Bible GenevaThe three-year Lectionary that many Catholics and Protestants hear in public worship gives us a great variety of Holy Scripture.

Yet, it doesn’t tell the whole story.

My series Forbidden Bible Verses — ones the Lectionary editors and their clergy omit — examines the passages we do not hear in church. These missing verses are also Essential Bible Verses, ones we should study with care and attention. Often, we find that they carry difficult messages and warnings.

Today’s reading is from the English Standard Version with commentary by Matthew Henry and John MacArthur.

2 Corinthians 8:16-24

Commendation of Titus

16 But thanks be to God, who put into the heart of Titus the same earnest care I have for you. 17 For he not only accepted our appeal, but being himself very earnest he is going[a] to you of his own accord. 18 With him we are sending[b] the brother who is famous among all the churches for his preaching of the gospel. 19 And not only that, but he has been appointed by the churches to travel with us as we carry out this act of grace that is being ministered by us, for the glory of the Lord himself and to show our good will. 20 We take this course so that no one should blame us about this generous gift that is being administered by us, 21 for we aim at what is honorable not only in the Lord’s sight but also in the sight of man. 22 And with them we are sending our brother whom we have often tested and found earnest in many matters, but who is now more earnest than ever because of his great confidence in you. 23 As for Titus, he is my partner and fellow worker for your benefit. And as for our brothers, they are messengers[c] of the churches, the glory of Christ. 24 So give proof before the churches of your love and of our boasting about you to these men.

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Last week’s entry discussed Paul’s exhortation to the Corinthians to be as generous in giving to his fund for the church in Jerusalem as the churches in Macedonia were.

In today’s reading, Paul commends Titus to the Corinthians. Titus will be collecting their donations for the church in Jerusalem.

As false teachers in the church in Corinth were trying to besmirch Paul’s character in any and all ways possible, the Apostle is very careful in how he works with the congregation from a distance. Surely, some mischief maker will say that Paul is going to spend the money on himself or on something unworthy.

They already know and love Titus, because he has been delivering Paul’s letters to them. However, Paul wants to dot all the ‘i’s and cross all the ‘t’s to convey that everything regarding this fund is above board and acceptable.

As such, Paul thanks God for making Titus’s heart such that he cares for the Corinthians as much as he himself does (verse 16).

Paul adds that not only does Titus agree with the fundraising, he willingly wants to go to Corinth and collect the money himself (verse 17).

John MacArthur says (emphases mine):

You see, Paul was the leader, the dominating force, this hard-driving man, this great mind, this visionary, this man able to embrace the whole of the redemptive purposes of God, the plan of God doctrinally, and also to embrace the whole of the church. He was bigger than life, but Titus was more like them. We never hear him preach. We don’t have any of his sermons in Scripture. We don’t see him leading any meetings. He’s just always serving, serving, serving. They must have seen him not as some kind of a powerful entrepreneurial man, some kind of great mover, and shaker, and motivator, and mobilizer, but as a man who loved God, who loved them, a man who knew the truth.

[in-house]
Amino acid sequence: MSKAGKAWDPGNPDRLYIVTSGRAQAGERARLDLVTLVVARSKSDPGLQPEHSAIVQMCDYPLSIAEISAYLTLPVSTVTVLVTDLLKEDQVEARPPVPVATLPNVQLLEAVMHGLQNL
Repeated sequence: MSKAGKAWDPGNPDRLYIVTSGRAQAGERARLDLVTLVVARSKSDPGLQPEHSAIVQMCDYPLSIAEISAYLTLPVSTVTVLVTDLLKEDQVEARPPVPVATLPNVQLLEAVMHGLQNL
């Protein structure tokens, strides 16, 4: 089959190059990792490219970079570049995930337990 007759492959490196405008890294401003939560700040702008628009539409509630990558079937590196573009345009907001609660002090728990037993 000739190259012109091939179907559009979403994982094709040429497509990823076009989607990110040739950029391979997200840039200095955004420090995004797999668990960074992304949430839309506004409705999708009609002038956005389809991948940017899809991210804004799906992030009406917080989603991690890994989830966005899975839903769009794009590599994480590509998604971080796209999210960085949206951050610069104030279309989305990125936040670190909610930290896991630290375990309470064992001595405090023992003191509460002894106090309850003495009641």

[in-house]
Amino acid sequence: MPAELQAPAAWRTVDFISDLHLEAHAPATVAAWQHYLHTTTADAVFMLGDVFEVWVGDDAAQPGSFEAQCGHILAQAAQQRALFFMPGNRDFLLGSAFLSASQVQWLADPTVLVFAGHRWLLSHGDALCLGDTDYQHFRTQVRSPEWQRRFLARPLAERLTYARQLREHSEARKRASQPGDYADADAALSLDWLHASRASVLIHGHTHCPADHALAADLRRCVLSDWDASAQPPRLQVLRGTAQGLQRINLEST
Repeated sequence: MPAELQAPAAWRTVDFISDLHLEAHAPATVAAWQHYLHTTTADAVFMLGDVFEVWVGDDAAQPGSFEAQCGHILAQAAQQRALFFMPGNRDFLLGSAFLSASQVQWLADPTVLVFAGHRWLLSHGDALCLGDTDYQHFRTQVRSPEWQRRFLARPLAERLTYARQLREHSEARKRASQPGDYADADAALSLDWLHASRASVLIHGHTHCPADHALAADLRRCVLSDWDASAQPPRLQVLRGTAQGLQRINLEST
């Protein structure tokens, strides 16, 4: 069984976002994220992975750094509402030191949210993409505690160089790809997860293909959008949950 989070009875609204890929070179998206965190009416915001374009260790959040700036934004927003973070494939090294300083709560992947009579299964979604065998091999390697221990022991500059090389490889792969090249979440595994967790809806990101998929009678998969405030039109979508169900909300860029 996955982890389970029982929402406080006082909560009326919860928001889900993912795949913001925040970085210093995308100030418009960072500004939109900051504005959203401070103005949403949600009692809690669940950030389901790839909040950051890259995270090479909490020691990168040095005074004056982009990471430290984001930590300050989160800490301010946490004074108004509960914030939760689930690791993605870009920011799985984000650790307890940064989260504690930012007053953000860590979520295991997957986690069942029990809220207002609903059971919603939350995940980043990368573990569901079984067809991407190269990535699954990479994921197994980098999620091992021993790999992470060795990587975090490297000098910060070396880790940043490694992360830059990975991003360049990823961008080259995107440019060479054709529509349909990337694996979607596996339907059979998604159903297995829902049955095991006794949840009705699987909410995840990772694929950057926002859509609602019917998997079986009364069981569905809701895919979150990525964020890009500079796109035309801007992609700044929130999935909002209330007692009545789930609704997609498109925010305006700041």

And so, Paul happily says to them, “Titus agrees with the plan.” How important that is. The whole enterprise for the benefit of the Jewish poor and the Corinthian church was not just Paul’s passion, it was no one-man concern. Paul wants them to know that Titus, whom they knew so well, and whom they loved so deeply, was wholeheartedly in agreement.

Paul then describes Titus’s travelling companion in glowing terms as being famous for preaching the gospel among all the churches (verse 18).

Not only that, but the churches have agreed to appoint this man to travel with Paul and Titus in administering these donations — ‘this act of grace’ — for the Lord’s glory and as a sign of good will (verse 19).

Who is he?

Matthew Henry says it was Luke:

He commends another brother, who was sent with Titus. It is generally thought that this was Luke.

However, MacArthur disagrees:

I’ve heard people say it might be Tychicus, or it might be Trophimus. Some have said it probably is Luke, because it says “whose fame in the gospel has spread through all the churches” – and they think it’s probably a reference to Luke’s gospel. The problem with that is Luke’s Gospel was not in circulation yet when 1 Corinthians was written, so the people wouldn’t have known of Luke’s Gospel. So, it’s not Luke. We don’t know who it is. The name is not given. But they would know who it is.

MacArthur says they would know who the man was because he accompanied Titus when the latter was delivering one of Paul’s letters:

… he would be standing there with Titus when he delivered the letter. They would know him, and they would recognize him. He didn’t need to give his name because he was well known. It says, “He’s the brother whose fame in the things of the gospel has spread through all the churches.” He doesn’t name the man, and there’s no way to know who he was for us, but clearly the Corinthians knew him, and they knew him as a man who was famous for preaching the gospel. A distinguished preacher. Known and esteemed by all the churches. A prominent and unimpeachable brother who was sent with Titus to receive and transport the money.

Paul explains that he is sending these two men so that no one can cast aspersions on the donations (verse 20). Furthermore, he and they are aiming at what is honourable both in God’s sight and in man’s (verse 21).

Henry says: